How to rescue data from windows
Posted March 13, 2021 by Adrian Wyssmann ‐ 3 min read
My son has a Surface Go Tablet which suddenly stopped booting. Even after trying to uninstall patches etc. I could not bring it back, so I decided to help him to get the data from the tablet, so he can use it.
What do we need?
So in order to rescue data you create a bootable usb-disk with a linux os and boot your Windows computer/tablet from it. However one has to be aware of two things:
- Bitlocker: Modern Windows devices are increasingly protected with BitLocker Device Encryption out of the box
- UEFI: Secure Boot prevents the OS from booting unless they’re signed by a key loaded into UEFI - so per-default means only software signed by Microsoft
For the 1. issue, your Linux distribution of choice shall contain a tool to decrypt Bitlocker disks - for example dislocker. As distribution I recommend System-Rescue as it contains a nice set of default tools incl. dislocker. To decrypt the Bitlocker disks you also need the recovery key provided by Microsoft which looks something like
The 2. issue is a bit more challenging - or not, you have some options here
- Choose a Linux Distribution That Supports Secure Boot
- Disable Secure Boot
- Add a Signing Key to the UEFI Firmware
Disabling secure boot will remove the security benefits, but as I try to recover data, it really does not matter and guess is the easiest way to be able to boot the usb-disk.
Steps to recover the data
- First you have to download the
isoand then create a bootable usb-disk
- On the Computer/Tablet enter the BIOS
- disable Secure Boot
- change the boot order so that the usb drive is before the internal disk
- Put the bootable usb-stick in the USB port and boot up your Linux distro
From there check which is the Bitlocker disk - I use Gparted, but you may also use
fdisk or whatever you have at hand:
Once you have identified the disk you can go on and use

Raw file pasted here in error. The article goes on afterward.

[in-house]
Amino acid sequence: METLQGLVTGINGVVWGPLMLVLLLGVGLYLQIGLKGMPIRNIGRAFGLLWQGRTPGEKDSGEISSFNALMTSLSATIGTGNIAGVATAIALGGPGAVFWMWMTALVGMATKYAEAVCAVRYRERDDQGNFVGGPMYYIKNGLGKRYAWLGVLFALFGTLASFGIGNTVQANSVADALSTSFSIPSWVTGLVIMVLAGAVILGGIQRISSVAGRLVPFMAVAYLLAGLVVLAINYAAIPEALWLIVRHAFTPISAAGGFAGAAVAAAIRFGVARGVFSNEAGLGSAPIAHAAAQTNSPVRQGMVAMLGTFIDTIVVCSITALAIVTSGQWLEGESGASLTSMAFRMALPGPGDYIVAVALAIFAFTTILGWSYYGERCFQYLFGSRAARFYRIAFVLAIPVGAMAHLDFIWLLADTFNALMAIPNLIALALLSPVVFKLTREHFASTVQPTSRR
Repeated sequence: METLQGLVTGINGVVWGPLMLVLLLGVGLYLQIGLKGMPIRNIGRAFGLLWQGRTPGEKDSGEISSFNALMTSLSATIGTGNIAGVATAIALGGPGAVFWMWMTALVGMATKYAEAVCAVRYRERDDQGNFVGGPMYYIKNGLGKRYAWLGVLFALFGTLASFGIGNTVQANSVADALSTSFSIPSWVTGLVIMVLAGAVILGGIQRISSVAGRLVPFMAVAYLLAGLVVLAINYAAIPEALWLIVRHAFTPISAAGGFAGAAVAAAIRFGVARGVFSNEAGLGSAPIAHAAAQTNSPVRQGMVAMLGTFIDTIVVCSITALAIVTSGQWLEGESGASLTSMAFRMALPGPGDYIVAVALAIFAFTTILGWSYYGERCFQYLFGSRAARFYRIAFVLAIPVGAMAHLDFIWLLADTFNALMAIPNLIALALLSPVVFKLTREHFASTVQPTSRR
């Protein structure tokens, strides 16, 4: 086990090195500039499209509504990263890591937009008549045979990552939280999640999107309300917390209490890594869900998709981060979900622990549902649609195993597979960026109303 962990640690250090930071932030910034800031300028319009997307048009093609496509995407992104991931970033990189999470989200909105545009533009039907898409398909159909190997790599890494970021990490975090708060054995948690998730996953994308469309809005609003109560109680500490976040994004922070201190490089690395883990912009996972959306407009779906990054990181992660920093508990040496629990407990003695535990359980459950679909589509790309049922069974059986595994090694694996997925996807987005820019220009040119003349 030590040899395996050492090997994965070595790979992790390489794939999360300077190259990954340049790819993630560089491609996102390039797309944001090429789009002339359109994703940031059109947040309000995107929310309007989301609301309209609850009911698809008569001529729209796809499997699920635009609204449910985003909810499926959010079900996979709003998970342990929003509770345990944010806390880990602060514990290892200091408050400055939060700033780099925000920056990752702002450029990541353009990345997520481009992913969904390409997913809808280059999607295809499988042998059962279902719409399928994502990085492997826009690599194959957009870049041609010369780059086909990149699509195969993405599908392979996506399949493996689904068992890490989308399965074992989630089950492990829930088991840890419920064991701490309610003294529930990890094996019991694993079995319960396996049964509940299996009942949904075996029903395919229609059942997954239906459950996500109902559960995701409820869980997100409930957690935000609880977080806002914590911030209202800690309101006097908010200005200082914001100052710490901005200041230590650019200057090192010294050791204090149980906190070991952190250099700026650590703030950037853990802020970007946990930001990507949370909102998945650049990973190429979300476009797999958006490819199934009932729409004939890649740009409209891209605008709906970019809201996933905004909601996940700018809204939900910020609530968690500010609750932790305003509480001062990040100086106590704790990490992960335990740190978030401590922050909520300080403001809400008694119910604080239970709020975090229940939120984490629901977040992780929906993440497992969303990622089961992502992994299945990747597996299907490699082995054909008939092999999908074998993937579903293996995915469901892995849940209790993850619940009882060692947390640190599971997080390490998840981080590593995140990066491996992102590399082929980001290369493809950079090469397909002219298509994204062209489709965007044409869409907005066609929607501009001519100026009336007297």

[dislocker] to decrypt the disk. Ensure you have a mount point:
[[email protected] ~]# mkdir /mnt/disk [[email protected] ~]# dislocker /dev/nvme0n1p3 -vvv -pXXXXXX-XXXXXX-XXXXXX-XXXXXX-XXXXXX-XXXXXX-XXXXXX-XXXXXX -- /mnt/disk/ Sat Mar 13 10:14:41 2021 [INFO] dislocker by Romain Coltel, v0.7.2 (compiled for Linux/x86_64) Sat Mar 13 10:14:41 2021 [INFO] Compiled version: master:820c0f5 Sat Mar 13 10:14:41 2021 [INFO] Volume GUID (INFORMATION OFFSET) supported Sat Mar 13 10:14:41 2021 [INFO] BitLocker metadata found and parsed. Sat Mar 13 10:14:41 2021 [INFO] Stretching the recovery password, it could take some time... Sat Mar 13 10:14:43 2021 [INFO] Stretching of the recovery password is now ok! Sat Mar 13 10:14:43 2021 [INFO] Used recovery password decryption method Sat Mar 13 10:14:43 2021 [INFO] Found volume's size: 0x1d77300000 (126553686016) bytes Sat Mar 13 10:14:43 2021 [INFO] Running FUSE with these arguments: Sat Mar 13 10:14:43 2021 [INFO] `--> 'dislocker' Sat Mar 13 10:14:43 2021 [INFO] `--> '/mnt/disk/'
So let’s see what we have under
Not what I expected - I thought the
/mnt/disk/ contains the decrypted content mounted but instead it contains a
dislocker-file. According to dislocker, it’s a flat file which can be mounted as NTFS partition. So, let’s mount it:
[[email protected] ~]# mkdir /mnt/bitlocker [[email protected] ~]# mount /mnt/disk/dislocker-file /mnt/bitlocker/`
Finally I have access to the data, so from there we can copy the data.